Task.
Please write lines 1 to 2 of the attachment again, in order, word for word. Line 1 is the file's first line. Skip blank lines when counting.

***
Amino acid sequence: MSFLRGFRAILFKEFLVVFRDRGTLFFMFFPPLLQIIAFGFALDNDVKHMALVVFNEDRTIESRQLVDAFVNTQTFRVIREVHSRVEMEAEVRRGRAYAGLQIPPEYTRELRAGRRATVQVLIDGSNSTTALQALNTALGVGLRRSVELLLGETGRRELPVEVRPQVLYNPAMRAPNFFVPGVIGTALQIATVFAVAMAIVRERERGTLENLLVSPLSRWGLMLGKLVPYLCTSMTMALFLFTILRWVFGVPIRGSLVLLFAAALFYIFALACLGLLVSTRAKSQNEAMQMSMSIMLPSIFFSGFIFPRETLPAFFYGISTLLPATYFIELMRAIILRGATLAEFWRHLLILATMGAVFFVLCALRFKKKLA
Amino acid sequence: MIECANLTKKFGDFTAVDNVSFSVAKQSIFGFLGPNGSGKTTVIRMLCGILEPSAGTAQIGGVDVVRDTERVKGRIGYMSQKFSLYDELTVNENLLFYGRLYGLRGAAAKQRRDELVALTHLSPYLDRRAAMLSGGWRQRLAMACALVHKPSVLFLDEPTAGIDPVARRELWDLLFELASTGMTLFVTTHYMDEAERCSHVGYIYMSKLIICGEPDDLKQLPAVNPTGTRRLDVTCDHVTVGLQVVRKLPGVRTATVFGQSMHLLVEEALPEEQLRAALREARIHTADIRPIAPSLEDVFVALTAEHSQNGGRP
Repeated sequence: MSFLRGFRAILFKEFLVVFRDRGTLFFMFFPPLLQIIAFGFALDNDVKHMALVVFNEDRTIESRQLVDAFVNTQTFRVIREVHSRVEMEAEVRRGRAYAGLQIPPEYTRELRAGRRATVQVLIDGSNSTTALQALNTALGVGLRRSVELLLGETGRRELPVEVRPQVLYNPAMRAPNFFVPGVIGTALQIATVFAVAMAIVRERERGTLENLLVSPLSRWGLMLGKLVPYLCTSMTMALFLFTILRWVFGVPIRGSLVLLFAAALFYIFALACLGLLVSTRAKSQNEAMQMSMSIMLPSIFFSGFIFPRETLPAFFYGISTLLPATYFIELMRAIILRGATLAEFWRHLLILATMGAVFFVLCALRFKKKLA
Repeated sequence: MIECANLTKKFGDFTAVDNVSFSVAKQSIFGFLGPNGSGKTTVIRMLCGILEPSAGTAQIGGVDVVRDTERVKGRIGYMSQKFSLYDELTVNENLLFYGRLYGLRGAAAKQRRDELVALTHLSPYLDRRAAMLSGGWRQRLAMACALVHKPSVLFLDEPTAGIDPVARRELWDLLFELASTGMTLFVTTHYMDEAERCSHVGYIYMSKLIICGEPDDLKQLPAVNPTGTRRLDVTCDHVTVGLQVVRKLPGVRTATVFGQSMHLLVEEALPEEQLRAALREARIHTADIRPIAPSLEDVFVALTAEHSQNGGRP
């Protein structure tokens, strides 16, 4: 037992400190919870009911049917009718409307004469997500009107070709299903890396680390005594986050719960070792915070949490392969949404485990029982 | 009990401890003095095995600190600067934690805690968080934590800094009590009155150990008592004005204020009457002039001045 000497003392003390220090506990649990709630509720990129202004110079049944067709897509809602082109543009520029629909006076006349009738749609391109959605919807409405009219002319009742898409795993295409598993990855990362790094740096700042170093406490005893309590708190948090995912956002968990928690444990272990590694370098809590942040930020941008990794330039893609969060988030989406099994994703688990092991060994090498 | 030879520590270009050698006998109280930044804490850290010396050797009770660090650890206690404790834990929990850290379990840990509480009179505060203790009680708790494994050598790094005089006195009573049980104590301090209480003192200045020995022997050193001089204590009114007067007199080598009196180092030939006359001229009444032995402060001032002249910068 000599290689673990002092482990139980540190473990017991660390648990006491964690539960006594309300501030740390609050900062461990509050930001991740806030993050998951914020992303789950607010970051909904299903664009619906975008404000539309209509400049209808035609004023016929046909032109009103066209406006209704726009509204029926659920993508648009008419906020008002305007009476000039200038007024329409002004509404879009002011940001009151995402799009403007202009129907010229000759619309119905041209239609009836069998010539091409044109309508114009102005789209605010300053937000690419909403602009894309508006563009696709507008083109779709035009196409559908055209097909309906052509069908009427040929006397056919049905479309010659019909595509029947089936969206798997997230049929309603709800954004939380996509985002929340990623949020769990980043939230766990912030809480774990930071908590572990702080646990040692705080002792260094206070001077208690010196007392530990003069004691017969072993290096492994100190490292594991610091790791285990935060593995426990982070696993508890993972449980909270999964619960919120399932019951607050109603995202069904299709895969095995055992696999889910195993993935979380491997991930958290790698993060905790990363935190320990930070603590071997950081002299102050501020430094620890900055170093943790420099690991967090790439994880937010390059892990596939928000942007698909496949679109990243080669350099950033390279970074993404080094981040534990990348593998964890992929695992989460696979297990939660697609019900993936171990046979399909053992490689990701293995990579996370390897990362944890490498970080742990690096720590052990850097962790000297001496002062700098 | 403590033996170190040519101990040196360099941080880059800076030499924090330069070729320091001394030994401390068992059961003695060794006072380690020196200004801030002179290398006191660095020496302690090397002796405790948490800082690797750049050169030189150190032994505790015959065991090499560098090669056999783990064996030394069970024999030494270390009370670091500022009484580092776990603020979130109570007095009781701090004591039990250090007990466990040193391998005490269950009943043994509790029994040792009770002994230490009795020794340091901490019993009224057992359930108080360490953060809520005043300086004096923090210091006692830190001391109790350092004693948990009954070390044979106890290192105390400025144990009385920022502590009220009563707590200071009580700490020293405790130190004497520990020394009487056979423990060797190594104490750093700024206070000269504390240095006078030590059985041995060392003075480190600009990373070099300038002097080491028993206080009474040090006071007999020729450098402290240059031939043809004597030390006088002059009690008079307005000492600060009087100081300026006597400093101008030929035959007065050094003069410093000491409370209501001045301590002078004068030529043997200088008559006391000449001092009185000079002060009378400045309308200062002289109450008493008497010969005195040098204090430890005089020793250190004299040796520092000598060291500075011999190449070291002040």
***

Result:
Amino acid sequence: MSFLRGFRAILFKEFLVVFRDRGTLFFMFFPPLLQIIAFGFALDNDVKHMALVVFNEDRTIESRQLVDAFVNTQTFRVIREVHSRVEMEAEVRRGRAYAGLQIPPEYTRELRAGRRATVQVLIDGSNSTTALQALNTALGVGLRRSVELLLGETGRRELPVEVRPQVLYNPAMRAPNFFVPGVIGTALQIATVFAVAMAIVRERERGTLENLLVSPLSRWGLMLGKLVPYLCTSMTMALFLFTILRWVFGVPIRGSLVLLFAAALFYIFALACLGLLVSTRAKSQNEAMQMSMSIMLPSIFFSGFIFPRETLPAFFYGISTLLPATYFIELMRAIILRGATLAEFWRHLLILATMGAVFFVLCALRFKKKLA
Amino acid sequence: MIECANLTKKFGDFTAVDNVSFSVAKQSIFGFLGPNGSGKTTVIRMLCGILEPSAGTAQIGGVDVVRDTERVKGRIGYMSQKFSLYDELTVNENLLFYGRLYGLRGAAAKQRRDELVALTHLSPYLDRRAAMLSGGWRQRLAMACALVHKPSVLFLDEPTAGIDPVARRELWDLLFELASTGMTLFVTTHYMDEAERCSHVGYIYMSKLIICGEPDDLKQLPAVNPTGTRRLDVTCDHVTVGLQVVRKLPGVRTATVFGQSMHLLVEEALPEEQLRAALREARIHTADIRPIAPSLEDVFVALTAEHSQNGGRP